- While the District Attorney typically charges VC 23152(a) and VC 23152(b), you can only be punished for a violation of one the sections
- If a past DUI conviction occurred more than 10 years before the current offense, it will not be considered a prior
People are often confused when they see that two Vehicle Code sections are charged for a single DUI. Read below to find out more about why two vehicle code sections are charged, and what the District Attorney has to prove for someone to be convicted of a DUI.
VC 23152(A) AND (B)
When charging for a DUI for alcohol, the District Attorney charges two Vehicle Code (VC) sections: VC 23152(a) and VC 23152(b). Let’s talk more about what each of these sections entail.
VC 23152(a) doesn’t require that your BAC be at any particular level. It simply considers whether or not you drove “under the influence.” Someone is considered “under the influence” if they’re unable to operate a motor vehicle with the caution of a sober person. This means that you could be found guilty of VC 23152(a) with a BAC of less than .08.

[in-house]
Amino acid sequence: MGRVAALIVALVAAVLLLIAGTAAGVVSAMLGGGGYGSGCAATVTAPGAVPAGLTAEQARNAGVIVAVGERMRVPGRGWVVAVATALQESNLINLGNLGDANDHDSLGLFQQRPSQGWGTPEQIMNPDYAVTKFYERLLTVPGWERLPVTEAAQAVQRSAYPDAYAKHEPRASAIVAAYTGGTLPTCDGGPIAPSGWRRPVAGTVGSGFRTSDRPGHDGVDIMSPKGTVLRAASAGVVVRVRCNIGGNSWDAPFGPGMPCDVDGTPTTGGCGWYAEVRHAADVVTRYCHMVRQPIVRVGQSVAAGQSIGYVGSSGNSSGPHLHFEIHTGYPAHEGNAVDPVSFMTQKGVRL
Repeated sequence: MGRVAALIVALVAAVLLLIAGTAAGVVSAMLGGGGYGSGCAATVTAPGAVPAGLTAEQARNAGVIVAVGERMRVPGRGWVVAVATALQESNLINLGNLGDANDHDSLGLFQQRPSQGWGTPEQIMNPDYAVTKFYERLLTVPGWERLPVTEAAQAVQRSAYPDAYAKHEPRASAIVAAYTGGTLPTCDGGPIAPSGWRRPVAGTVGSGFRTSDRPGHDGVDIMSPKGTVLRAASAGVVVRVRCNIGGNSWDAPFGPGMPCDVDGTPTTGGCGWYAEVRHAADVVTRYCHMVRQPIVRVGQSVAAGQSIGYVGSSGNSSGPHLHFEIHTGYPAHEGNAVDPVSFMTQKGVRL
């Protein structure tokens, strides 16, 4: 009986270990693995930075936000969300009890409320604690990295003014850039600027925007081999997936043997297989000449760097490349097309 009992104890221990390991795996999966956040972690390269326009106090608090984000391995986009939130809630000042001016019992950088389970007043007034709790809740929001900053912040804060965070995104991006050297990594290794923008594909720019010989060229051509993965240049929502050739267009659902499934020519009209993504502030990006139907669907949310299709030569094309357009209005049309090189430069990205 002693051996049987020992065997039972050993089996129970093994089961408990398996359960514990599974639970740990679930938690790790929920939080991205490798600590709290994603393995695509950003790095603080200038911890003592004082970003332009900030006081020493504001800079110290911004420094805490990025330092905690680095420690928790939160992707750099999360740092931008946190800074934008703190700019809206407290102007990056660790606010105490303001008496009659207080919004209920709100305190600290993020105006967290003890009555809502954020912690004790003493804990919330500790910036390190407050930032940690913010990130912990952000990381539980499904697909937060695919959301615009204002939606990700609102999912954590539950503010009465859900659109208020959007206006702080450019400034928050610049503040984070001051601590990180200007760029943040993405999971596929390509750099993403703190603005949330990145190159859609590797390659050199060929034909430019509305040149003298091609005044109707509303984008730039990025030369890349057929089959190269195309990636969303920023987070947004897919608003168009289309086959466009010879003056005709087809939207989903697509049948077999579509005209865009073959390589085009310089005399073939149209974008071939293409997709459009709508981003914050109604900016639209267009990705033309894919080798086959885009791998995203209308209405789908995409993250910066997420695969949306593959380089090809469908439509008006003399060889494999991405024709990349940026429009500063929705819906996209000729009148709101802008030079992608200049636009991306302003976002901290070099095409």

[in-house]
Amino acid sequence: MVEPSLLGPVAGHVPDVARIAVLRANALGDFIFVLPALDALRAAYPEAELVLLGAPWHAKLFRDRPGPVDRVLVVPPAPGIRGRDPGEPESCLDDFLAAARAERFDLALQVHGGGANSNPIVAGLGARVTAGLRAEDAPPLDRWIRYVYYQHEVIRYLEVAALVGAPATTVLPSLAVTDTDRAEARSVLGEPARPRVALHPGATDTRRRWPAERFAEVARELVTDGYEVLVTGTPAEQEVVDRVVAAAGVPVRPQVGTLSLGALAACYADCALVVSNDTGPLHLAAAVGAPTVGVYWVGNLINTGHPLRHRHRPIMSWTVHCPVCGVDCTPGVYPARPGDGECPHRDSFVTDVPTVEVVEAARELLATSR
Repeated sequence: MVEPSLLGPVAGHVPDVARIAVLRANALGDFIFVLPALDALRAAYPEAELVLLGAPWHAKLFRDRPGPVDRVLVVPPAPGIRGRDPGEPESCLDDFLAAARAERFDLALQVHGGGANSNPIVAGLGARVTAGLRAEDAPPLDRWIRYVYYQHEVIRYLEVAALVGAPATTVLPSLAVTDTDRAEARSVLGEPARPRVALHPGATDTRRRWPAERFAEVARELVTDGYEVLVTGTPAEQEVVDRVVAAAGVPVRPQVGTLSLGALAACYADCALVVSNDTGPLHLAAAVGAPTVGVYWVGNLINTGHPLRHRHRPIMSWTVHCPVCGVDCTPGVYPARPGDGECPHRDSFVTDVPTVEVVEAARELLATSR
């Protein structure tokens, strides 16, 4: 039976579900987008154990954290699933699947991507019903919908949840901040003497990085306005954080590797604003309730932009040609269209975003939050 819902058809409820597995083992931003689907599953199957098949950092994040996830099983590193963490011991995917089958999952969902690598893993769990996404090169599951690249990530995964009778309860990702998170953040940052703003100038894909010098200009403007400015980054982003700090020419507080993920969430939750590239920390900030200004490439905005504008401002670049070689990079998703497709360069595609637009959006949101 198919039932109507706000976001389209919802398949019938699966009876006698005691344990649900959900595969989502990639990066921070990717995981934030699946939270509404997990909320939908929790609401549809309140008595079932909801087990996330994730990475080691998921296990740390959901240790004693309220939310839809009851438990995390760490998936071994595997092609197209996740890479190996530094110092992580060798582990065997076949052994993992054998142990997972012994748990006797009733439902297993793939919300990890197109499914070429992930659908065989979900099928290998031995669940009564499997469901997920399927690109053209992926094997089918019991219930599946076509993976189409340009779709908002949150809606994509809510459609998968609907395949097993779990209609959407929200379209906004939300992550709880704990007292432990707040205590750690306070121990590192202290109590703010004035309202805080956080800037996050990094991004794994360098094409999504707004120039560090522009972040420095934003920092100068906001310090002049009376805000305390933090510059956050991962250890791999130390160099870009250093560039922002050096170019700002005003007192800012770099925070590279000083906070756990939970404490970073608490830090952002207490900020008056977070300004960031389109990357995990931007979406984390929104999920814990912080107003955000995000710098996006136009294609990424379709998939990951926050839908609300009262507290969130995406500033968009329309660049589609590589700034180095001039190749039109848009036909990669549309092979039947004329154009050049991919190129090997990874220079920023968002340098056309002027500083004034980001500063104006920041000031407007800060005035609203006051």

VC 23152(b) requires that your BAC be at or above .08 to be found guilty. This means that you could be found guilty of VC 23152(b) with a BAC of .08.
Although the District Attorney charges both of the above sections, you can only be punished for one of them. However, the District Attorney only has to prove one of the two sections beyond a reasonable doubt for an individual to be found guilty of a DUI.
10 YEAR “LOOK BACK” PERIOD
A previous DUI conviction is considered a “prior” if it occurred within 10 years of the new DUI charges. However, even if your previous DUI is outside the 10 year period, the District Attorney may still consider it when determining their offer to resolve the case.
OTHER POSSIBLE CHARGES
If an individual ingested drugs other than alcohol, or injured another person while DUI, charges other than VC 23152 (a) and (b) may be filed.
©NorCal Criminal Defense 2016